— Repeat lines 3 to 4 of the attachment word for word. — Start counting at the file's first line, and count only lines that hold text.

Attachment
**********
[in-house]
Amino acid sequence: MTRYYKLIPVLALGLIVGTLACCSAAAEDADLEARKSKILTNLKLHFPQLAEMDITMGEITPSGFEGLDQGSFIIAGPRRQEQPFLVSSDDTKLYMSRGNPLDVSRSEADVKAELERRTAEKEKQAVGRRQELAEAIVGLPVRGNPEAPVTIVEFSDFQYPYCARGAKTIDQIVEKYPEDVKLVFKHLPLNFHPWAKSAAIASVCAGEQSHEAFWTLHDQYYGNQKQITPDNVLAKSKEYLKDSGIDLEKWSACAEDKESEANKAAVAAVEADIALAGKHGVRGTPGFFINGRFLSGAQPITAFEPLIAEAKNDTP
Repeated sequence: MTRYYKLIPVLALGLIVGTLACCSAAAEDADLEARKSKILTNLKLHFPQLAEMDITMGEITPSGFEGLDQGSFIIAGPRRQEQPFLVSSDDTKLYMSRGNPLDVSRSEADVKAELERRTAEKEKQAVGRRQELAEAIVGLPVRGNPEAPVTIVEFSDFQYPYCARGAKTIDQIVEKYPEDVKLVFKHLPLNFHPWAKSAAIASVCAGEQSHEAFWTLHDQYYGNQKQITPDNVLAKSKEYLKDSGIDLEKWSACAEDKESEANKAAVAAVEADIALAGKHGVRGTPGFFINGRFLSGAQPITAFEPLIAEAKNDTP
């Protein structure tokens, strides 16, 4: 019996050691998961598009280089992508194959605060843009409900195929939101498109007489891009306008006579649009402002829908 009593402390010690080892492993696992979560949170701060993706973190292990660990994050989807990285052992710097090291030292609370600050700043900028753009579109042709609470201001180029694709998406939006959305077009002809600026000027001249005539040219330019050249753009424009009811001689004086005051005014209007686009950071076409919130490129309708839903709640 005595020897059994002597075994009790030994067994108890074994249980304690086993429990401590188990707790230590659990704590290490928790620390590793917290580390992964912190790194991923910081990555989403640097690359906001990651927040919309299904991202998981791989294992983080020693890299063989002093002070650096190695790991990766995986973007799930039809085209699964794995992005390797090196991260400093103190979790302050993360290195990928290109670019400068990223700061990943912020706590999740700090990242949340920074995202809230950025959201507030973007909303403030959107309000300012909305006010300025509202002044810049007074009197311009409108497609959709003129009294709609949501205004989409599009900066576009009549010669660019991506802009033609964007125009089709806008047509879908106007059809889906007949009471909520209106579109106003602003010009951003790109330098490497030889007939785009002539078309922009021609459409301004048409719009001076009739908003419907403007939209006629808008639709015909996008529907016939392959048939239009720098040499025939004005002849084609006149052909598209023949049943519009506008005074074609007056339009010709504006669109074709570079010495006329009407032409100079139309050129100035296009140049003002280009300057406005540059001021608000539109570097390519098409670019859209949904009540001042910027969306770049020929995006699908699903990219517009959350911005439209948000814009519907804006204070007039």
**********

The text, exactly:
Repeated sequence: MTRYYKLIPVLALGLIVGTLACCSAAAEDADLEARKSKILTNLKLHFPQLAEMDITMGEITPSGFEGLDQGSFIIAGPRRQEQPFLVSSDDTKLYMSRGNPLDVSRSEADVKAELERRTAEKEKQAVGRRQELAEAIVGLPVRGNPEAPVTIVEFSDFQYPYCARGAKTIDQIVEKYPEDVKLVFKHLPLNFHPWAKSAAIASVCAGEQSHEAFWTLHDQYYGNQKQITPDNVLAKSKEYLKDSGIDLEKWSACAEDKESEANKAAVAAVEADIALAGKHGVRGTPGFFINGRFLSGAQPITAFEPLIAEAKNDTP
């Protein structure tokens, strides 16, 4: 019996050691998961598009280089992508194959605060843009409900195929939101498109007489891009306008006579649009402002829908 009593402390010690080892492993696992979560949170701060993706973190292990660990994050989807990285052992710097090291030292609370600050700043900028753009579109042709609470201001180029694709998406939006959305077009002809600026000027001249005539040219330019050249753009424009009811001689004086005051005014209007686009950071076409919130490129309708839903709640 005595020897059994002597075994009790030994067994108890074994249980304690086993429990401590188990707790230590659990704590290490928790620390590793917290580390992964912190790194991923910081990555989403640097690359906001990651927040919309299904991202998981791989294992983080020693890299063989002093002070650096190695790991990766995986973007799930039809085209699964794995992005390797090196991260400093103190979790302050993360290195990928290109670019400068990223700061990943912020706590999740700090990242949340920074995202809230950025959201507030973007909303403030959107309000300012909305006010300025509202002044810049007074009197311009409108497609959709003129009294709609949501205004989409599009900066576009009549010669660019991506802009033609964007125009089709806008047509879908106007059809889906007949009471909520209106579109106003602003010009951003790109330098490497030889007939785009002539078309922009021609459409301004048409719009001076009739908003419907403007939209006629808008639709015909996008529907016939392959048939239009720098040499025939004005002849084609006149052909598209023949049943519009506008005074074609007056339009010709504006669109074709570079010495006329009407032409100079139309050129100035296009140049003002280009300057406005540059001021608000539109570097390519098409670019859209949904009540001042910027969306770049020929995006699908699903990219517009959350911005439209948000814009519907804006204070007039």